Mike Parkinson


Lack of trust costs D.C. $38M

Government and industry struggle to agree and work together. This was illustrated by recent cuts in Washington, D.C. that cost the city $38 million in missed traffic enforcement camera revenue in 2014.

According to D.C. Police Assistant Chief Lamar Greene, the issue was dead device batteries. Council Chairman Phil Mendelson explained that the problems started when D.C. police took over camera maintenance from a contractor.

Why did D.C. police bring maintenance in-house?

Assuming the contractor’s price was less than $38 million, D.C. lost significant revenue by cutting this contractor from their budget. If the contractor was underperforming, why weren’t new contractors invited to compete for the necessary work?

D.C.’s decision to bring maintenance in-house demonstrates a misunderstanding of the importance (and perhaps the complexity) of the work being performed. It may also be the result of the gap that exists between government and industry—a gap that cost D.C. $38 million.

Both D.C. and the contactor failed to put an adequate solution in place when the contractor exited. The council needs to understand the reasons for this failure to ensure it doesn’t happen again.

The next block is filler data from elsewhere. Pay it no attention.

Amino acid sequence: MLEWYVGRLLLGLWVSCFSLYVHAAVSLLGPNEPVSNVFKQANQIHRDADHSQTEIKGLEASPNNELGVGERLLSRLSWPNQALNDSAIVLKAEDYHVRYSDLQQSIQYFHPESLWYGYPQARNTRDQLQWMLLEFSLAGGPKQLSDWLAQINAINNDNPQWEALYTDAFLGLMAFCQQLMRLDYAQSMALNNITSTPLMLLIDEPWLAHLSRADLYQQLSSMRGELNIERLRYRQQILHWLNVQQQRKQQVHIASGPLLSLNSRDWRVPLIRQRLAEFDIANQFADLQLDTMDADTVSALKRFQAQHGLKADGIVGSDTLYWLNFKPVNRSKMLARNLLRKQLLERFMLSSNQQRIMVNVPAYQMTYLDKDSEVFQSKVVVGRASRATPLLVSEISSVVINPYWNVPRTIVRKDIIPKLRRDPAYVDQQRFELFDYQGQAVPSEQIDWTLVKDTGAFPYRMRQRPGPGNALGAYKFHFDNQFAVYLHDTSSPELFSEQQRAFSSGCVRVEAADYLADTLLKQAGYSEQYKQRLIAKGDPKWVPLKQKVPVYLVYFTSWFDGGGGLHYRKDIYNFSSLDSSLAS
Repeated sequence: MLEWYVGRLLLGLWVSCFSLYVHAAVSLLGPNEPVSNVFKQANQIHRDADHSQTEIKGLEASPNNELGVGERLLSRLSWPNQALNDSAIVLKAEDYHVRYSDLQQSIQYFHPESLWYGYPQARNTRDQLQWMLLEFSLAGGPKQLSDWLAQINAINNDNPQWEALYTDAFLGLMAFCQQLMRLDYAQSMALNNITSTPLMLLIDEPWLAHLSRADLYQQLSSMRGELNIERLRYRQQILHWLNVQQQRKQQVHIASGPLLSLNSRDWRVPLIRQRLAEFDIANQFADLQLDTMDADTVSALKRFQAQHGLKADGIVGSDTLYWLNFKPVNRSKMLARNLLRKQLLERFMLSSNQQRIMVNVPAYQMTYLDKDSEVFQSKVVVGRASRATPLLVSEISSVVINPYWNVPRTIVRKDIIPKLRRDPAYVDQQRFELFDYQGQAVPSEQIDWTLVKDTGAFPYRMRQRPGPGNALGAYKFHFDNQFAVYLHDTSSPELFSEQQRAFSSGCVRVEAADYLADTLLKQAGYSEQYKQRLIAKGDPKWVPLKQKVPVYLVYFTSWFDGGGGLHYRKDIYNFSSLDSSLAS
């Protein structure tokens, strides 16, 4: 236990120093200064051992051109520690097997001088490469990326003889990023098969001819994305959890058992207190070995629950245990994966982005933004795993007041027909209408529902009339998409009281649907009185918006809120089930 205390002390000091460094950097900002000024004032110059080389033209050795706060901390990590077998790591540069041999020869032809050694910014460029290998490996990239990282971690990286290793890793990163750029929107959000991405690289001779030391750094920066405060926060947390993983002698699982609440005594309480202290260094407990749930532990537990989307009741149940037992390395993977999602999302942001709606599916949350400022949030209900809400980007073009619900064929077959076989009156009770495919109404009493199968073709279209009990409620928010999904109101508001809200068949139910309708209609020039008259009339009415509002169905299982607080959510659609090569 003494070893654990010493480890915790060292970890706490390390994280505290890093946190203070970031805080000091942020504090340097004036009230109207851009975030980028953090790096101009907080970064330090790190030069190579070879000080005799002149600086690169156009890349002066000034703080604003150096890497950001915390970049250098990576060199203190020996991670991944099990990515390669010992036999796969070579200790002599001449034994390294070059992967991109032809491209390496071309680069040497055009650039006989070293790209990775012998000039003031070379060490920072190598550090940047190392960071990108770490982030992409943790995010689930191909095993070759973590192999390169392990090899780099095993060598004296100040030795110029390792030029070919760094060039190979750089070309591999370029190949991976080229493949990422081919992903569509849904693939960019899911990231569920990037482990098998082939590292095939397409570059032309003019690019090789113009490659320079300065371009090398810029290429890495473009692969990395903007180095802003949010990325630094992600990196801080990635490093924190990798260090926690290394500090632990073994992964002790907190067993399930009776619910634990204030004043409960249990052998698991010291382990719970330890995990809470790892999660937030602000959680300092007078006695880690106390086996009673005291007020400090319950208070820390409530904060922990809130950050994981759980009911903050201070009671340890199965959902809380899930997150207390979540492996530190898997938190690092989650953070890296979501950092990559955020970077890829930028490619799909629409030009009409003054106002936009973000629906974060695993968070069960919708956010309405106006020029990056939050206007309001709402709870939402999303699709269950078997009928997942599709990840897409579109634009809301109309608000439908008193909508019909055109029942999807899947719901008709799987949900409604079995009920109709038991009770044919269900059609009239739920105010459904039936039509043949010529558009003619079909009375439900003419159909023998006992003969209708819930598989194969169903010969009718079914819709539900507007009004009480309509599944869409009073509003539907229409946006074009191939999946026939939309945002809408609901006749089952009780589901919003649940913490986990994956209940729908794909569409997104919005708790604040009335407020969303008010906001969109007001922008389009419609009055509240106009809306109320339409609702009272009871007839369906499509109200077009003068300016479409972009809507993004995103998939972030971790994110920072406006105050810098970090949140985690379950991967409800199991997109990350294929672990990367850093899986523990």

Based on my experience, the core reason D.C. police didn’t renew the contract may be surprising to most outside the industry. I am a member of the APMP Procurement Improvement Committee—committed to helping government and industry come together and improve the procurement process. I do not work for either and my business gives me relatively unbiased insight into both worlds.

There is an obvious lack of communication between government and industry.

There is effort from both sides to bridge this gap but the issue is primarily behavioral not procedural.

Industry and government do not trust each other, and trust is required for genuine collaboration. It is an intrinsic, emotional prerequisite in any partnership.

Improved processes and memorandums alone cannot remove behavioral barriers.

Until we bridge the gap between government and industry, expect many more $38 million missteps.

About the Author

Mike Parkinson is a partner at 24 Hour Co., which specializes in bid proposal graphics.He can be reached at mike@24hrco.com.

Reader Comments

Mon, Feb 23, 2015 David Mischbuccha

It is hard to find anything new re lack of trust between the parties. Unclear why the author asserts it was a mistake to bring the program in house. It is clear both contractors and District employees can mismanage the program. "Can't we all get along?"

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